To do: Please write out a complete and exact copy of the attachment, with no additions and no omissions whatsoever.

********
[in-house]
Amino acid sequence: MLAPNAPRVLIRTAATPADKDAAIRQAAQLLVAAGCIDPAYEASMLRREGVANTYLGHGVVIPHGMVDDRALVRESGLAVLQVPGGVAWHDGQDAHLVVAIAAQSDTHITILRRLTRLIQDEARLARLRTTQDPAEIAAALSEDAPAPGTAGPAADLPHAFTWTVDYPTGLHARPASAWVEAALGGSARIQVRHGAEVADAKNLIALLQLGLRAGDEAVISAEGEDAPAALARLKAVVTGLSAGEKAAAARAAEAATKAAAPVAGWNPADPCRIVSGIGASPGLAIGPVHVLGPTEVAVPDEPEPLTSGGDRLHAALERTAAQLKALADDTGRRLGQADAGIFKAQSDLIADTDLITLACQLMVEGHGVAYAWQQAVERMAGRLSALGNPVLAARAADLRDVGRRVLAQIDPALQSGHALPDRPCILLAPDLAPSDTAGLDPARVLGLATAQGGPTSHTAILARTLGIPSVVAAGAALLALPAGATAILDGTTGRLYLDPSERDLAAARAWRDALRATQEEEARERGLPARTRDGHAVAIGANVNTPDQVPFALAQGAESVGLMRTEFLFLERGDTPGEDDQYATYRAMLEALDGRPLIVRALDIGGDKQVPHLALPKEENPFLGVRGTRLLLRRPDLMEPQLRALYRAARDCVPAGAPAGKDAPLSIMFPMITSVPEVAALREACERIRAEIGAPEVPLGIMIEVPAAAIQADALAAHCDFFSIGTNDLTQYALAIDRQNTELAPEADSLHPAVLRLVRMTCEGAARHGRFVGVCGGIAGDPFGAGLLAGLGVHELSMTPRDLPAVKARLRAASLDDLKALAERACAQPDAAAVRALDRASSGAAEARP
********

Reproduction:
[in-house]
Amino acid sequence: MLAPNAPRVLIRTAATPADKDAAIRQAAQLLVAAGCIDPAYEASMLRREGVANTYLGHGVVIPHGMVDDRALVRESGLAVLQVPGGVAWHDGQDAHLVVAIAAQSDTHITILRRLTRLIQDEARLARLRTTQDPAEIAAALSEDAPAPGTAGPAADLPHAFTWTVDYPTGLHARPASAWVEAALGGSARIQVRHGAEVADAKNLIALLQLGLRAGDEAVISAEGEDAPAALARLKAVVTGLSAGEKAAAARAAEAATKAAAPVAGWNPADPCRIVSGIGASPGLAIGPVHVLGPTEVAVPDEPEPLTSGGDRLHAALERTAAQLKALADDTGRRLGQADAGIFKAQSDLIADTDLITLACQLMVEGHGVAYAWQQAVERMAGRLSALGNPVLAARAADLRDVGRRVLAQIDPALQSGHALPDRPCILLAPDLAPSDTAGLDPARVLGLATAQGGPTSHTAILARTLGIPSVVAAGAALLALPAGATAILDGTTGRLYLDPSERDLAAARAWRDALRATQEEEARERGLPARTRDGHAVAIGANVNTPDQVPFALAQGAESVGLMRTEFLFLERGDTPGEDDQYATYRAMLEALDGRPLIVRALDIGGDKQVPHLALPKEENPFLGVRGTRLLLRRPDLMEPQLRALYRAARDCVPAGAPAGKDAPLSIMFPMITSVPEVAALREACERIRAEIGAPEVPLGIMIEVPAAAIQADALAAHCDFFSIGTNDLTQYALAIDRQNTELAPEADSLHPAVLRLVRMTCEGAARHGRFVGVCGGIAGDPFGAGLLAGLGVHELSMTPRDLPAVKARLRAASLDDLKALAERACAQPDAAAVRALDRASSGAAEARP